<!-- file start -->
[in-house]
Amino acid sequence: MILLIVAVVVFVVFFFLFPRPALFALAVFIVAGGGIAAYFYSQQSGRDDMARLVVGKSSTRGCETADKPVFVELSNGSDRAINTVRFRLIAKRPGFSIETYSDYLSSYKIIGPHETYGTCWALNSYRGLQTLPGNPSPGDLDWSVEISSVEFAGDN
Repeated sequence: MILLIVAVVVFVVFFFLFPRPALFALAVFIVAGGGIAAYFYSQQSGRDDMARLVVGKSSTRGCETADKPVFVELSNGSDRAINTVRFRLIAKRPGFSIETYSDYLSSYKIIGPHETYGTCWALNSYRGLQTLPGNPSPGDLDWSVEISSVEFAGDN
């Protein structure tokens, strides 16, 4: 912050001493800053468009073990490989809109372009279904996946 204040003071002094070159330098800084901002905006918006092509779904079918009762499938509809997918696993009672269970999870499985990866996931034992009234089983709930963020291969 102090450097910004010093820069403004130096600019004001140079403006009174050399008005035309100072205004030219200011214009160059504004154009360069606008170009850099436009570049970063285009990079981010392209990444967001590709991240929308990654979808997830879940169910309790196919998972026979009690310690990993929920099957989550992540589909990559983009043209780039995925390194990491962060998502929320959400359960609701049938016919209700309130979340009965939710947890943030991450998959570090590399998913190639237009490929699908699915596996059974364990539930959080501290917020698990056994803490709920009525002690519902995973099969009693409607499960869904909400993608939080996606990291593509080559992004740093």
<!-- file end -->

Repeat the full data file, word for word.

[in-house]
Amino acid sequence: MILLIVAVVVFVVFFFLFPRPALFALAVFIVAGGGIAAYFYSQQSGRDDMARLVVGKSSTRGCETADKPVFVELSNGSDRAINTVRFRLIAKRPGFSIETYSDYLSSYKIIGPHETYGTCWALNSYRGLQTLPGNPSPGDLDWSVEISSVEFAGDN
Repeated sequence: MILLIVAVVVFVVFFFLFPRPALFALAVFIVAGGGIAAYFYSQQSGRDDMARLVVGKSSTRGCETADKPVFVELSNGSDRAINTVRFRLIAKRPGFSIETYSDYLSSYKIIGPHETYGTCWALNSYRGLQTLPGNPSPGDLDWSVEISSVEFAGDN
């Protein structure tokens, strides 16, 4: 912050001493800053468009073990490989809109372009279904996946 204040003071002094070159330098800084901002905006918006092509779904079918009762499938509809997918696993009672269970999870499985990866996931034992009234089983709930963020291969 102090450097910004010093820069403004130096600019004001140079403006009174050399008005035309100072205004030219200011214009160059504004154009360069606008170009850099436009570049970063285009990079981010392209990444967001590709991240929308990654979808997830879940169910309790196919998972026979009690310690990993929920099957989550992540589909990559983009043209780039995925390194990491962060998502929320959400359960609701049938016919209700309130979340009965939710947890943030991450998959570090590399998913190639237009490929699908699915596996059974364990539930959080501290917020698990056994803490709920009525002690519902995973099969009693409607499960869904909400993608939080996606990291593509080559992004740093």